Was it expected?
Yes and no.
Yes, because Nole is on an unbeaten streak, second only to McEnroe’s 42 in 1984.
No, because it was in Spain, on clay and against Rafael Nadal.
Nadal recovered some of his lost aura on returning to the soft mud that he revels in, but Djokovic had the momentum of a juggernaut.Unstoppable, you say? The man seems unbreakable.
Doubters termed Novak a coward when he pulled up injured at the start of the clay-court season.
Rafa, on the other hand, needed no urging to cut like a swathe through his opponents for two consecutive weeks of restored pomp.
Djokovic has, however, discovered the strength and resolve to match his hard years of preparation for this moment. The form he has exhibited so far this year could easily propel him as far as, or at least close to emulating Nadal’s fabulous 2010.
Dare anyone say otherwise?
The Spaniard’s reign as No. 1 could end before Paris.
Nadal's fans can trot out the same excuse Djokovic supporters gave for Nole’s 2010 US Open final loss—taking on a tough foe after playing Roger Federer is a challenge indeed.
Nadal needed no cajoling and handed the Serb his due.
“He’s playing at a really high level. We’ve got to accept that. When someone is better than you, there is nothing you can do other than congratulate him and that’s it and look forward to your next tournament and try to keep up, see what you’re missing, what you’re doing right and face forward with the correct attitude and with mental strength.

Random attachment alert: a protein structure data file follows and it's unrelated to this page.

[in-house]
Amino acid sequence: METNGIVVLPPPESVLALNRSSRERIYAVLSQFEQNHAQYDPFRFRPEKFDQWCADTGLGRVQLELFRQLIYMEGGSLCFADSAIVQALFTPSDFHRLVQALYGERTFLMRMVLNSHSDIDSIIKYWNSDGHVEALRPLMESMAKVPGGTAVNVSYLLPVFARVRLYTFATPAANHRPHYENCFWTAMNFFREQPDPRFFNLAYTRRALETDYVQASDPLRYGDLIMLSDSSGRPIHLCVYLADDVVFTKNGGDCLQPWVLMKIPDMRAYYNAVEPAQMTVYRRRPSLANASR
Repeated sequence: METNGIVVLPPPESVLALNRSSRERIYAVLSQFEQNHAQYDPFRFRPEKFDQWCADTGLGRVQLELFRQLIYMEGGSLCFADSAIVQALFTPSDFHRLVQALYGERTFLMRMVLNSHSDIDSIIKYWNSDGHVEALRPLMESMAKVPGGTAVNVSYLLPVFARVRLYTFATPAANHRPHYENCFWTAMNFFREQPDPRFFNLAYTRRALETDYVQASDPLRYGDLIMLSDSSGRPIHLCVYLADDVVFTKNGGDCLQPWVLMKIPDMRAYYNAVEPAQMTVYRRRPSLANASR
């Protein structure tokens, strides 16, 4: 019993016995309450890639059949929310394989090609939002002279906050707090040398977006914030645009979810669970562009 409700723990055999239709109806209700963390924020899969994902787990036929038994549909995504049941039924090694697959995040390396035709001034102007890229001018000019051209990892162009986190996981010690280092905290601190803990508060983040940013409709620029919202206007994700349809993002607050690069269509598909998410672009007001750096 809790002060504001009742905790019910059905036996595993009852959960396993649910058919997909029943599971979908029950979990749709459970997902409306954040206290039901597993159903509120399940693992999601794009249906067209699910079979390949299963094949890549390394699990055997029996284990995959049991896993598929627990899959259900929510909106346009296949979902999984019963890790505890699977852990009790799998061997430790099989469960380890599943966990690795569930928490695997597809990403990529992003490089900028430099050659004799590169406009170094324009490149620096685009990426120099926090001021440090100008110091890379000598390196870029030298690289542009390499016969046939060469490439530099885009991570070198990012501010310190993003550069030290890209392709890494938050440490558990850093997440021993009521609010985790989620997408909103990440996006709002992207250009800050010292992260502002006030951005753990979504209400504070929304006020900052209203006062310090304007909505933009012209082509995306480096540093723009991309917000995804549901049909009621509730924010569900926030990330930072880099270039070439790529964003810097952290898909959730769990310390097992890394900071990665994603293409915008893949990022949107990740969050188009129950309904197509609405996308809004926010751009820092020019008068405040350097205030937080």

"You have to be cold, mentally speaking, and you have to look for solutions. Try to be better, try to practice and next time I’ll try to do better,” said Nadal.
Federer can take some comfort from the fact that he at least makes it difficult for his conquerors to have any further success after their exertions against him.
Even so, the race for the French Open men's title has narrowed down to two red-hot contenders in Nadal and Djokovic.
The women’s tour, on the other hand, never fails to surprise—this time, with the absence of Serena Williams and now Kim Clijsters.
Julia Goerges continued her hoodoo over World No. 1 Caroline Wozniacki, repeating her Stuttgart win in the third round.
In turn, Belarusian Victoria Azarenka subdued Goerges (in the semifinals) only for Czech Petra Kvitova to prevail in Madrid on Sunday.
The romance of Francesca Schiavone’s triumph last year lingers on in the air—could there be another fairytale ending in Paris this summer?
Quote of the Day:
When the politicians complain that TV turns the proceedings into a circus, it should be made clear that the circus was already there, and that TV has merely demonstrated that not all the performers are well trained. – Edward R. Murrow
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